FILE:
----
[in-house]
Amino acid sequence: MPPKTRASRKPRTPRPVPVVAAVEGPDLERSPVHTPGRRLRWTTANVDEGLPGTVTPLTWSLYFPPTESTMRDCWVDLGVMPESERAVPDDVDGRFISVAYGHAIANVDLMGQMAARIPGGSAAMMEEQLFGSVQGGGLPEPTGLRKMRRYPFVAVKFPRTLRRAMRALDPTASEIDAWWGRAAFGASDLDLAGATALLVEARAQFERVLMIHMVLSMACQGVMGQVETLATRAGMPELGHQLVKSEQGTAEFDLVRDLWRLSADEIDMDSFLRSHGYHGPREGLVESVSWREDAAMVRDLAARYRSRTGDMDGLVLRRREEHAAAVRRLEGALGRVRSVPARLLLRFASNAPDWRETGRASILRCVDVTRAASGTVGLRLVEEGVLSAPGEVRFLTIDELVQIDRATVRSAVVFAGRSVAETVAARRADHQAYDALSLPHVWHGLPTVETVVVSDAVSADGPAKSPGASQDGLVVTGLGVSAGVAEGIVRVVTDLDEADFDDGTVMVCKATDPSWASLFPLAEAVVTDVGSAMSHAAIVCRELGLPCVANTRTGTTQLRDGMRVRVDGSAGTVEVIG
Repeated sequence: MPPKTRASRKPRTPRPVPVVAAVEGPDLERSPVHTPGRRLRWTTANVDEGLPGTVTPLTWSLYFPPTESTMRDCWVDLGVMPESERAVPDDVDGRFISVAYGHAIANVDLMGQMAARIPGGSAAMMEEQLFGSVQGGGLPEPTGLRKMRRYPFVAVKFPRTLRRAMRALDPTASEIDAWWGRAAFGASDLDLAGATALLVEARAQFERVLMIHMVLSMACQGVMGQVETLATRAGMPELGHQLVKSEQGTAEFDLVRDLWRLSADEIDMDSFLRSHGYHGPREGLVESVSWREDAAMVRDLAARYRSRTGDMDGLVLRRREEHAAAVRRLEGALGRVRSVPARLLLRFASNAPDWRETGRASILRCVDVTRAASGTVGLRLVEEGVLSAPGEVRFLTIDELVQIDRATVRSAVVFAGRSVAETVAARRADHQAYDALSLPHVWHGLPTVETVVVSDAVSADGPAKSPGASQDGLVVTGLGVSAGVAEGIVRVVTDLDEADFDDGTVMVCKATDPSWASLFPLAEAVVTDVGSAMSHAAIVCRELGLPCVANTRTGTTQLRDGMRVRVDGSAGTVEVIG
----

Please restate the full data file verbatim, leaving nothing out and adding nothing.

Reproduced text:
[in-house]
Amino acid sequence: MPPKTRASRKPRTPRPVPVVAAVEGPDLERSPVHTPGRRLRWTTANVDEGLPGTVTPLTWSLYFPPTESTMRDCWVDLGVMPESERAVPDDVDGRFISVAYGHAIANVDLMGQMAARIPGGSAAMMEEQLFGSVQGGGLPEPTGLRKMRRYPFVAVKFPRTLRRAMRALDPTASEIDAWWGRAAFGASDLDLAGATALLVEARAQFERVLMIHMVLSMACQGVMGQVETLATRAGMPELGHQLVKSEQGTAEFDLVRDLWRLSADEIDMDSFLRSHGYHGPREGLVESVSWREDAAMVRDLAARYRSRTGDMDGLVLRRREEHAAAVRRLEGALGRVRSVPARLLLRFASNAPDWRETGRASILRCVDVTRAASGTVGLRLVEEGVLSAPGEVRFLTIDELVQIDRATVRSAVVFAGRSVAETVAARRADHQAYDALSLPHVWHGLPTVETVVVSDAVSADGPAKSPGASQDGLVVTGLGVSAGVAEGIVRVVTDLDEADFDDGTVMVCKATDPSWASLFPLAEAVVTDVGSAMSHAAIVCRELGLPCVANTRTGTTQLRDGMRVRVDGSAGTVEVIG
Repeated sequence: MPPKTRASRKPRTPRPVPVVAAVEGPDLERSPVHTPGRRLRWTTANVDEGLPGTVTPLTWSLYFPPTESTMRDCWVDLGVMPESERAVPDDVDGRFISVAYGHAIANVDLMGQMAARIPGGSAAMMEEQLFGSVQGGGLPEPTGLRKMRRYPFVAVKFPRTLRRAMRALDPTASEIDAWWGRAAFGASDLDLAGATALLVEARAQFERVLMIHMVLSMACQGVMGQVETLATRAGMPELGHQLVKSEQGTAEFDLVRDLWRLSADEIDMDSFLRSHGYHGPREGLVESVSWREDAAMVRDLAARYRSRTGDMDGLVLRRREEHAAAVRRLEGALGRVRSVPARLLLRFASNAPDWRETGRASILRCVDVTRAASGTVGLRLVEEGVLSAPGEVRFLTIDELVQIDRATVRSAVVFAGRSVAETVAARRADHQAYDALSLPHVWHGLPTVETVVVSDAVSADGPAKSPGASQDGLVVTGLGVSAGVAEGIVRVVTDLDEADFDDGTVMVCKATDPSWASLFPLAEAVVTDVGSAMSHAAIVCRELGLPCVANTRTGTTQLRDGMRVRVDGSAGTVEVIG